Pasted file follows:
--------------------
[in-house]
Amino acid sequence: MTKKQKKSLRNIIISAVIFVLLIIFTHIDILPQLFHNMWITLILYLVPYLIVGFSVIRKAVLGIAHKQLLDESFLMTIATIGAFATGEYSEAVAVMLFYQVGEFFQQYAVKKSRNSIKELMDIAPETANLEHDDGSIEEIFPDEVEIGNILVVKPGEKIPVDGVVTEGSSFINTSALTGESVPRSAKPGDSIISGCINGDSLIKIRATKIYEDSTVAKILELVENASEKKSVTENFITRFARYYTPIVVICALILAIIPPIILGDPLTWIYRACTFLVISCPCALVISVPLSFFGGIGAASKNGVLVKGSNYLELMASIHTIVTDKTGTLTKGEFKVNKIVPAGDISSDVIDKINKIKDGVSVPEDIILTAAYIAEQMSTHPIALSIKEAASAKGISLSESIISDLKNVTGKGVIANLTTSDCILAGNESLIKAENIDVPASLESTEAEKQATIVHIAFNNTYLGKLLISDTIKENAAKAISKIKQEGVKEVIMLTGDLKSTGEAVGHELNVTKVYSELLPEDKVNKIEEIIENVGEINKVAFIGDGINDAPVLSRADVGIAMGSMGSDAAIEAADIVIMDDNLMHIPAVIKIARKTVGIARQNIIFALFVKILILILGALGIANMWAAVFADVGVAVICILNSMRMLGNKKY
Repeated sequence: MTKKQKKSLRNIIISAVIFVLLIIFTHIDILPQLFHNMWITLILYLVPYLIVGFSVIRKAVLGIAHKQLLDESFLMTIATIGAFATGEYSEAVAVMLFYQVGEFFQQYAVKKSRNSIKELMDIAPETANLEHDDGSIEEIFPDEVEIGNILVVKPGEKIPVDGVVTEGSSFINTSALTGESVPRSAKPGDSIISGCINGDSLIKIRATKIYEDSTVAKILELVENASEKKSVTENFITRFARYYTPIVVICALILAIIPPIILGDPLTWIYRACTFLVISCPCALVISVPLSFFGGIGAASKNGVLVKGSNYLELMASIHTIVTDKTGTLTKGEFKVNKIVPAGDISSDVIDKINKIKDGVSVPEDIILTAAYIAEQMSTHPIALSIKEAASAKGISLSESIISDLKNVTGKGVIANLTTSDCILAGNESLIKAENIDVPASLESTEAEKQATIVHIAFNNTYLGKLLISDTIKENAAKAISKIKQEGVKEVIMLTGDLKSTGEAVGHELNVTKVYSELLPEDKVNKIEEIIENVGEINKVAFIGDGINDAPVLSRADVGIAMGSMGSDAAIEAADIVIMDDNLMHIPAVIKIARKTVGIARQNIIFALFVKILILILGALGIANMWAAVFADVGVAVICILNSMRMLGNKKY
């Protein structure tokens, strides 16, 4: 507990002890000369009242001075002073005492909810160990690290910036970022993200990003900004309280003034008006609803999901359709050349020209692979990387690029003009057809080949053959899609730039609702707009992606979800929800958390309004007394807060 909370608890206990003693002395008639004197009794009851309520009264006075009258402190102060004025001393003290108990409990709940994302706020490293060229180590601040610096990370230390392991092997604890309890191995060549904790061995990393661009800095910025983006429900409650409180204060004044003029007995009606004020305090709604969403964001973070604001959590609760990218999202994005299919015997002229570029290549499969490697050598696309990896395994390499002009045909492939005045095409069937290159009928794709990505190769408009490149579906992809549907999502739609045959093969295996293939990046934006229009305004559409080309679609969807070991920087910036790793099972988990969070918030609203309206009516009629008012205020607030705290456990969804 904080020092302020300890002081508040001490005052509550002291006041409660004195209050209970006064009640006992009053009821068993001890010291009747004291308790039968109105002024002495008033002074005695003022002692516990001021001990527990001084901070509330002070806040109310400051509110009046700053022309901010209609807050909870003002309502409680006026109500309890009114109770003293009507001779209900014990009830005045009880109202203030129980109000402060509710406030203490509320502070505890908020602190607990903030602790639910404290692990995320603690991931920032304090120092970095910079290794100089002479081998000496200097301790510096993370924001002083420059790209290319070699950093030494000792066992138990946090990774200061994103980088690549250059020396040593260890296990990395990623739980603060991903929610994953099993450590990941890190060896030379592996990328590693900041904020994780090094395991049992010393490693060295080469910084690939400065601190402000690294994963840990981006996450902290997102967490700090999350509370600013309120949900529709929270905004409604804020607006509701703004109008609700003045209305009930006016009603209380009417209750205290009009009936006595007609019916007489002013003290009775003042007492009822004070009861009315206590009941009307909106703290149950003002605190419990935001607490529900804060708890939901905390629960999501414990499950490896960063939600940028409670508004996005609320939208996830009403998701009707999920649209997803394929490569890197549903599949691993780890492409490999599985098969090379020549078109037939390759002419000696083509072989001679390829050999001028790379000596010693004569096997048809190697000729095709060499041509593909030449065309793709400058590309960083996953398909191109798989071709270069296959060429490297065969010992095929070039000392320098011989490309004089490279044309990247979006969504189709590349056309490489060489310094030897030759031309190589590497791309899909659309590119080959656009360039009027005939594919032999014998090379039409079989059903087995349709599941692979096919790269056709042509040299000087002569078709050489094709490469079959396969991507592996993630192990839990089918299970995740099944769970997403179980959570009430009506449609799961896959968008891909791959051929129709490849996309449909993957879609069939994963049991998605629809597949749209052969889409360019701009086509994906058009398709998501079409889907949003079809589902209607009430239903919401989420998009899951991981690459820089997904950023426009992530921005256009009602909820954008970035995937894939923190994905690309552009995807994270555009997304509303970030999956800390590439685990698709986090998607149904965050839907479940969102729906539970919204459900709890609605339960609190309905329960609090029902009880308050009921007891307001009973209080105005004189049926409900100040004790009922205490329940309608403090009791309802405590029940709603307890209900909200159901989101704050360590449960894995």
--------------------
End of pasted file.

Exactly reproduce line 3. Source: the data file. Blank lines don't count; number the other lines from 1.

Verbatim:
Repeated sequence: MTKKQKKSLRNIIISAVIFVLLIIFTHIDILPQLFHNMWITLILYLVPYLIVGFSVIRKAVLGIAHKQLLDESFLMTIATIGAFATGEYSEAVAVMLFYQVGEFFQQYAVKKSRNSIKELMDIAPETANLEHDDGSIEEIFPDEVEIGNILVVKPGEKIPVDGVVTEGSSFINTSALTGESVPRSAKPGDSIISGCINGDSLIKIRATKIYEDSTVAKILELVENASEKKSVTENFITRFARYYTPIVVICALILAIIPPIILGDPLTWIYRACTFLVISCPCALVISVPLSFFGGIGAASKNGVLVKGSNYLELMASIHTIVTDKTGTLTKGEFKVNKIVPAGDISSDVIDKINKIKDGVSVPEDIILTAAYIAEQMSTHPIALSIKEAASAKGISLSESIISDLKNVTGKGVIANLTTSDCILAGNESLIKAENIDVPASLESTEAEKQATIVHIAFNNTYLGKLLISDTIKENAAKAISKIKQEGVKEVIMLTGDLKSTGEAVGHELNVTKVYSELLPEDKVNKIEEIIENVGEINKVAFIGDGINDAPVLSRADVGIAMGSMGSDAAIEAADIVIMDDNLMHIPAVIKIARKTVGIARQNIIFALFVKILILILGALGIANMWAAVFADVGVAVICILNSMRMLGNKKY